2011: The Dark Side Of Bitcoin
“The idea was to create a website where you could buy anything anonymously, without leaving a trace.” This was what American student, Ross Ulbricht, had in mind in 2011 when he created Silk Road – a fast-growing online platform comparable to Amazon. Through payment with Bitcoin, the use of the Tor network, an untraceable encryption technology, and a rating system, an international trans-shipment center for drugs came to exist. Other criminal activities were also financed with Bitcoin on the Darknet.
For a long time, governments were powerless against this because, in the darknet, necessary information for the prosecution of crimes, such as an IP address, cannot be traced. Ross Ulbricht became one of the most wanted men in the US and was known as “Dread Pirate Roberts”. In 2013, the FBI finally managed to find the Thor server and, indirectly, Ulbricht. Immediately after the arrest, about 144,000 Bitcoin were seized and later auctioned. Silk Road was shut down.
However, this shutdown was not enough to permanently put an end to the darknet. These criminal activities contributed, among other things, to the fact that government agencies regulate Bitcoin, prohibit trading, or define rules for trading venues such as the KYC process. Law enforcement agencies also now have access to the usage data of crypto exchanges in the event of suspicion.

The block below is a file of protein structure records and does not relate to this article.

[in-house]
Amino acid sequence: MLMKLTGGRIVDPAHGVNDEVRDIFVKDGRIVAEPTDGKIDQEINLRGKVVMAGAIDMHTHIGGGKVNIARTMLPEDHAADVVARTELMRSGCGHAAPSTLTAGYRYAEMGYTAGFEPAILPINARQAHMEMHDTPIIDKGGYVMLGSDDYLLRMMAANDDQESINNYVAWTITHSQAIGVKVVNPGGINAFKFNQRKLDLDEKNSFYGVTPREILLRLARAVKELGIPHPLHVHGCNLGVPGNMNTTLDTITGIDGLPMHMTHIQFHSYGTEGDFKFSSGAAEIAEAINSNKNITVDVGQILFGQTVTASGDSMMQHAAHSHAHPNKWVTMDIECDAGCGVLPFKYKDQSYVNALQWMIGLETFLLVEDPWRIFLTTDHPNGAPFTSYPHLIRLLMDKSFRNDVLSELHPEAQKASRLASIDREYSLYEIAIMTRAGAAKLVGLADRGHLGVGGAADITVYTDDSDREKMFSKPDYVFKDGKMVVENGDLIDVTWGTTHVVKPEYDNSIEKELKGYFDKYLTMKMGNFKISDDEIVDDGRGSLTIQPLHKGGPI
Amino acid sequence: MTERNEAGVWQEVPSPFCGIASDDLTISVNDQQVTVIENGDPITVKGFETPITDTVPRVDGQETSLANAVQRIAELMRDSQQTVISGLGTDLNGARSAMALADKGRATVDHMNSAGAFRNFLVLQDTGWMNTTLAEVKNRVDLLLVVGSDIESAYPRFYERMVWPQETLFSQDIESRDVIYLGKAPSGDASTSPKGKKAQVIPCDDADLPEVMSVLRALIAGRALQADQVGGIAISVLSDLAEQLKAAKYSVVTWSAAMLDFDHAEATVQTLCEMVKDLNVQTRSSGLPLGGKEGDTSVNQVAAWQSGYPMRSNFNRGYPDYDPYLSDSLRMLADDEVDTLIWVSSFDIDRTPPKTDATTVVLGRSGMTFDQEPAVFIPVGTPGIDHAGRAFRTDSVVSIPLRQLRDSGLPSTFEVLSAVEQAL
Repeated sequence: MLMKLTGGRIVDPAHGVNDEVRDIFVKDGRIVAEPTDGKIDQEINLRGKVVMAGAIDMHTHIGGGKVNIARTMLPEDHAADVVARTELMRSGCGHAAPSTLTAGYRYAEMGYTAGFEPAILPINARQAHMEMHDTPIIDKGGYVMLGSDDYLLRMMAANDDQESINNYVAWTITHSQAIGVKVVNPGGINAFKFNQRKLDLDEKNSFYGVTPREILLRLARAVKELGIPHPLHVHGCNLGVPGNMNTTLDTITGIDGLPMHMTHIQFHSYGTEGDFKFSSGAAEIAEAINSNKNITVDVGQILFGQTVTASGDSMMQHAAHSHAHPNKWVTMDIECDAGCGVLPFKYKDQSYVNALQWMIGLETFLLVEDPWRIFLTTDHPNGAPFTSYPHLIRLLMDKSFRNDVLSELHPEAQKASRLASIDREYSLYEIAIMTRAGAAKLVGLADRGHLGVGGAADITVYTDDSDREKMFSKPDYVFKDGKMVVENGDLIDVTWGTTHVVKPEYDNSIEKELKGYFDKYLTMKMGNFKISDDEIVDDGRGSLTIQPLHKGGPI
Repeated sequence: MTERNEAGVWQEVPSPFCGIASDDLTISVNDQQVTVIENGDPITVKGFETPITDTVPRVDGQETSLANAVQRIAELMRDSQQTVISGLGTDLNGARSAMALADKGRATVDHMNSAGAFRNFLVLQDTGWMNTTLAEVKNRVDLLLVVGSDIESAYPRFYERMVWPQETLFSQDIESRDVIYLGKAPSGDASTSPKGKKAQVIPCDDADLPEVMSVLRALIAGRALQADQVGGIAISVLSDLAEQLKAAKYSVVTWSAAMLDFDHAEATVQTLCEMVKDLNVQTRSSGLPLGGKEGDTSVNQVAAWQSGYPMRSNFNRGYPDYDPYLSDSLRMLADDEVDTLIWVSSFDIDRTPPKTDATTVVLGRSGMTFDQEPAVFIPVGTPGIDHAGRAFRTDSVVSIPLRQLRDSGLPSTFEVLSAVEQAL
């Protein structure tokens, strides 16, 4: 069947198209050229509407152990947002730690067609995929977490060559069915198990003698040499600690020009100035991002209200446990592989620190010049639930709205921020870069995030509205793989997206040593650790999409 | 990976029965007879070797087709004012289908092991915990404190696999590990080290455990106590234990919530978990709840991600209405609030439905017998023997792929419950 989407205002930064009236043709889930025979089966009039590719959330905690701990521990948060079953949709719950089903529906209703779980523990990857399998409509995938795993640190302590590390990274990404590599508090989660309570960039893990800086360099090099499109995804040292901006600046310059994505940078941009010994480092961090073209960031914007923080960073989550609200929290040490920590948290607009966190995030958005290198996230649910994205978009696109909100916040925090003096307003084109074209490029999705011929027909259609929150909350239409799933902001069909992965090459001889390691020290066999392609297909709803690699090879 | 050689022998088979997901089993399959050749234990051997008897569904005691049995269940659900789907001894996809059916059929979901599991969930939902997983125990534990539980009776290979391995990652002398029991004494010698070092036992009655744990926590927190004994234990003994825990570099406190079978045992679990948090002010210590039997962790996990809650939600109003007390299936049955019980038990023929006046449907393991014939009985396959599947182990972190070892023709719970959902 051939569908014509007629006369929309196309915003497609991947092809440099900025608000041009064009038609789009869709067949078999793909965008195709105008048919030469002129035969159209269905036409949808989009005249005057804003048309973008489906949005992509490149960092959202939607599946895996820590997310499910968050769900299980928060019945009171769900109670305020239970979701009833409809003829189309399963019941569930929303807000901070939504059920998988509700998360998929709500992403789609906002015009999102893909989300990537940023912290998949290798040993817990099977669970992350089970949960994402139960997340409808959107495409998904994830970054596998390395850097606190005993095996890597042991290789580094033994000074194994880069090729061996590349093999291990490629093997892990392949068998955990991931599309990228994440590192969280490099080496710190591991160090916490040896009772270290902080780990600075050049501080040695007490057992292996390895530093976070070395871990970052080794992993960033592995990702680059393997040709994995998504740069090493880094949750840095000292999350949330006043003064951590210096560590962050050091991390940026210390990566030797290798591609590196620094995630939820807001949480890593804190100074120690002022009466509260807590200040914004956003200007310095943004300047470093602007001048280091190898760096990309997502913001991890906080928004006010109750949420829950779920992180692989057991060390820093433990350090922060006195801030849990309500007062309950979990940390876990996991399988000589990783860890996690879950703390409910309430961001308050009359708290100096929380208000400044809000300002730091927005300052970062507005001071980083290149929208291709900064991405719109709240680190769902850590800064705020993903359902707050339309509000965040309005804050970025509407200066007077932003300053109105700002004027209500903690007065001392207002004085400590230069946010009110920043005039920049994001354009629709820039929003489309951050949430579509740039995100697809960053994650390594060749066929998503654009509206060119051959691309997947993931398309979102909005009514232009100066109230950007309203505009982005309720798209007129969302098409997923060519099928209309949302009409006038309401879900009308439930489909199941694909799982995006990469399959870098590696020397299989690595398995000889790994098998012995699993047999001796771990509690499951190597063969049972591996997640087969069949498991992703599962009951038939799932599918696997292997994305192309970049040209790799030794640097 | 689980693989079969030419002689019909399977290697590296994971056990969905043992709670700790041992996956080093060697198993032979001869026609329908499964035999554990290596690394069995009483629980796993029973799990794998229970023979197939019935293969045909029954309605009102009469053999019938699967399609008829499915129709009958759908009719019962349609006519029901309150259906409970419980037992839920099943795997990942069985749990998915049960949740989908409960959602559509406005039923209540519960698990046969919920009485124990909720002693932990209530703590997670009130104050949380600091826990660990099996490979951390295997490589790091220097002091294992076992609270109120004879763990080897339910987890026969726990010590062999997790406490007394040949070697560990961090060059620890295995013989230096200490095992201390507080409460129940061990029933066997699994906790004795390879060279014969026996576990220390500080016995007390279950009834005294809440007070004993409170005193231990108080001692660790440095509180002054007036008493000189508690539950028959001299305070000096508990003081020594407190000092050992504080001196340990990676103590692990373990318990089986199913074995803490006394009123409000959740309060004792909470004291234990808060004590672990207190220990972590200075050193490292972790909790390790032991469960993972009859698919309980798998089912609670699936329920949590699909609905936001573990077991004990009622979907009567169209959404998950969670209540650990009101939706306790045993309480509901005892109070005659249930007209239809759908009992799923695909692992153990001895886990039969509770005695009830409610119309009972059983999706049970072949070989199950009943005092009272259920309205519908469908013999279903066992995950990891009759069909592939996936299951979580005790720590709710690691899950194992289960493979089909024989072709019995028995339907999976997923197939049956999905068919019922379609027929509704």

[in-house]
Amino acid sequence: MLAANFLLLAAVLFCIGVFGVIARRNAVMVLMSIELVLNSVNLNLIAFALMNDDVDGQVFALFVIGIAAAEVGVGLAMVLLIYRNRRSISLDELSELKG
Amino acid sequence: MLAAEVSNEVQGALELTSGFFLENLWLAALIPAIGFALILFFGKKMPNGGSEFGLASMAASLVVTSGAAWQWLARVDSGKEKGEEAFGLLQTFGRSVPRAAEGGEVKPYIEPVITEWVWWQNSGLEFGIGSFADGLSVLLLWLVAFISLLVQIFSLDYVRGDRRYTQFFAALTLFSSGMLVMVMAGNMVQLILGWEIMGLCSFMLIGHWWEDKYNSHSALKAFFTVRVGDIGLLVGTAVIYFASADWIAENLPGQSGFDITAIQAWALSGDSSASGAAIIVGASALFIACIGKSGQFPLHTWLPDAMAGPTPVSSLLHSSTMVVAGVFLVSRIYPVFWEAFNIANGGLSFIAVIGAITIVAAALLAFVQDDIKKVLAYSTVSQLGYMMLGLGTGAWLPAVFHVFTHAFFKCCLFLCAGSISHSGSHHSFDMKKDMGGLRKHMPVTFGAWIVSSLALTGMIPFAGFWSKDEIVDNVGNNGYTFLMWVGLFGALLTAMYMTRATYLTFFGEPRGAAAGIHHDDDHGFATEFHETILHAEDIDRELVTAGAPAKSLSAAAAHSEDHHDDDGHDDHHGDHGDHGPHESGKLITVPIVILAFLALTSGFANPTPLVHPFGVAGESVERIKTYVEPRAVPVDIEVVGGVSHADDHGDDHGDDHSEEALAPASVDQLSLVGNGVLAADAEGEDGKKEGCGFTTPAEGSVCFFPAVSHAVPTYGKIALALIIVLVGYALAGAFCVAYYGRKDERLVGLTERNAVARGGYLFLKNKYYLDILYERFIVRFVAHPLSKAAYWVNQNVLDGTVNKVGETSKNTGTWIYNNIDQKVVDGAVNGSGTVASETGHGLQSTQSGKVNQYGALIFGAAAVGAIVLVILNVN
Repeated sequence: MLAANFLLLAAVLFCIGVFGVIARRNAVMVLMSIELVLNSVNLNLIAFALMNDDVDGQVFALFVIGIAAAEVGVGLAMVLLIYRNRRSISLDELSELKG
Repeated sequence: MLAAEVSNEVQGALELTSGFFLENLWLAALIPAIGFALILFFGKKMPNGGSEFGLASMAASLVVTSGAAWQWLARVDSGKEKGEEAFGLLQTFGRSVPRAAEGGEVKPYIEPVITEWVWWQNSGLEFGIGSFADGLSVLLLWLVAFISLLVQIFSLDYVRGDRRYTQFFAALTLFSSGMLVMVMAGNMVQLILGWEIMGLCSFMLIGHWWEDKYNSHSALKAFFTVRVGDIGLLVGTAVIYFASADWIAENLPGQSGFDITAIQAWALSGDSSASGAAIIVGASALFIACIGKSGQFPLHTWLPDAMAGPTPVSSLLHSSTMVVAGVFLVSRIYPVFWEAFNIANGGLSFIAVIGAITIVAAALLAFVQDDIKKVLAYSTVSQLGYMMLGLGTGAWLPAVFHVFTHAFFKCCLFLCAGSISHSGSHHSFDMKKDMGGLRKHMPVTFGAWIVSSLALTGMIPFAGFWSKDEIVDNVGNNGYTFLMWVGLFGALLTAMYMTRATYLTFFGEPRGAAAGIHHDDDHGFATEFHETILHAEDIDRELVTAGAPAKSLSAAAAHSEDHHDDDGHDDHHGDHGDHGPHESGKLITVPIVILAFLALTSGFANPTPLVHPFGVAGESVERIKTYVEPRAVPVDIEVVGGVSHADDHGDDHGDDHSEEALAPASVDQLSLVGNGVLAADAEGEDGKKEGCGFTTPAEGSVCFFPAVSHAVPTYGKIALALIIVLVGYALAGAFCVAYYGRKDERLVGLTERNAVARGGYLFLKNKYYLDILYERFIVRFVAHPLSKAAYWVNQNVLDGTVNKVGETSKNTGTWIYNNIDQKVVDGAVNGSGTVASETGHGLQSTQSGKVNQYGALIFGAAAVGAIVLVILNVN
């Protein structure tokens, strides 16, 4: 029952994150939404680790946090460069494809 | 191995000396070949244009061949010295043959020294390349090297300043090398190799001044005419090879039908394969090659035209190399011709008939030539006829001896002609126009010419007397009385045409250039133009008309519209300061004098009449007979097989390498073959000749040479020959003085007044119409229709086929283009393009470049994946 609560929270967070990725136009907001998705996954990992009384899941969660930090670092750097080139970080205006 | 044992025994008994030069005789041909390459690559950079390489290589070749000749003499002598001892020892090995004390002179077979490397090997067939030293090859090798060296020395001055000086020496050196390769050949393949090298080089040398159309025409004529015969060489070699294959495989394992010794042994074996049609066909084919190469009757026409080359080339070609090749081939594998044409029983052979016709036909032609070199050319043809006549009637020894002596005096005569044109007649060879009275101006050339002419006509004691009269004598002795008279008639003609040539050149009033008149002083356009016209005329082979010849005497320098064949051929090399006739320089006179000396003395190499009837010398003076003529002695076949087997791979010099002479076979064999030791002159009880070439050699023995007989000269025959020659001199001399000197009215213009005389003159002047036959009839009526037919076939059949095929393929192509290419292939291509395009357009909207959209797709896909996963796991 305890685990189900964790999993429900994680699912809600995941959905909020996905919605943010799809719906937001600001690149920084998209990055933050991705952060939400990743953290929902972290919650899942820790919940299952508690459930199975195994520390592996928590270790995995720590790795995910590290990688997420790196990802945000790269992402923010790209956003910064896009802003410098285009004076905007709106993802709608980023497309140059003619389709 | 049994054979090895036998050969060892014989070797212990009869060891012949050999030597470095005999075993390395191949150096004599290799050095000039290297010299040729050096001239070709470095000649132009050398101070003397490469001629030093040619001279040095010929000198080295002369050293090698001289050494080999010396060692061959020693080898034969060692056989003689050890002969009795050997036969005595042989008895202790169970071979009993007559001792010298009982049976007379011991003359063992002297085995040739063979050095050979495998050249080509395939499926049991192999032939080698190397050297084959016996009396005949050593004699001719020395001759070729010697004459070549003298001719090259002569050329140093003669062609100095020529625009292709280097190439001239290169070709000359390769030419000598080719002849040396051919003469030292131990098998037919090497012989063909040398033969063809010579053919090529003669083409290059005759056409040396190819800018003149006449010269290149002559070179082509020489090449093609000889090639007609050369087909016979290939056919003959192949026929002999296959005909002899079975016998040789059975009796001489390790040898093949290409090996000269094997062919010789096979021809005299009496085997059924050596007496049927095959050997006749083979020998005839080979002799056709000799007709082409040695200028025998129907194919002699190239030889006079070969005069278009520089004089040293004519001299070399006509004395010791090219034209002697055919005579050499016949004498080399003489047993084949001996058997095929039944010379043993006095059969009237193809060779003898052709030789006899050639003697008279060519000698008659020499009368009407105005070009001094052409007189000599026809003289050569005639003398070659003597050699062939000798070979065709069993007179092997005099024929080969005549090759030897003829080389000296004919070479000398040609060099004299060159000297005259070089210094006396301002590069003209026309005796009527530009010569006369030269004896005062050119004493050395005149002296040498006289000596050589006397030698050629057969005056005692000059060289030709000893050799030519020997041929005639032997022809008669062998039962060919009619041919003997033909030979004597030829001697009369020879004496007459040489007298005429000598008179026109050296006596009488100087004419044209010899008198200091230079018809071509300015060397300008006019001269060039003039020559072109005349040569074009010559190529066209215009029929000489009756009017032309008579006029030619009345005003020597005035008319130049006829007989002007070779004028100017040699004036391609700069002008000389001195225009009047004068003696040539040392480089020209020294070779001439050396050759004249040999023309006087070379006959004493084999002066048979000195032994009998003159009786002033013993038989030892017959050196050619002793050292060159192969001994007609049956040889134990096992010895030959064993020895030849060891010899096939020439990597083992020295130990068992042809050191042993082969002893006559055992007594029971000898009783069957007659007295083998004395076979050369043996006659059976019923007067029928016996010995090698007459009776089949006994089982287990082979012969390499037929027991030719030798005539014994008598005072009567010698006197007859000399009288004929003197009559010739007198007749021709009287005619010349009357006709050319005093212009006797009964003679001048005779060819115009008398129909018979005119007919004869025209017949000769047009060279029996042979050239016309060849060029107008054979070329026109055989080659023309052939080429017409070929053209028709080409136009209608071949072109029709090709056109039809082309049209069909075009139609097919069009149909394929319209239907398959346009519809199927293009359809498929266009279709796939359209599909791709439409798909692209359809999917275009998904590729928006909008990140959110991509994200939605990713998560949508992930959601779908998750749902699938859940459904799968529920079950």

2012: Bitcoin as a Means of Payment
In May, Ethereum creators Vitalik Buterin and Mihai Alisie published the first issue of Bitcoin Magazine. The print edition and online magazine are among the oldest and most established sources of bitcoin news and analysis.
In 2012, the Satoshi Dice gambling game accounted for about 50 percent of Bitcoin transaction volume. The principle was simple, similar to roulette: a bet is placed on a square in roulette, but in Satoshi Dice it is sent to a Bitcoin address. The probability and amount of winning are stored at this address.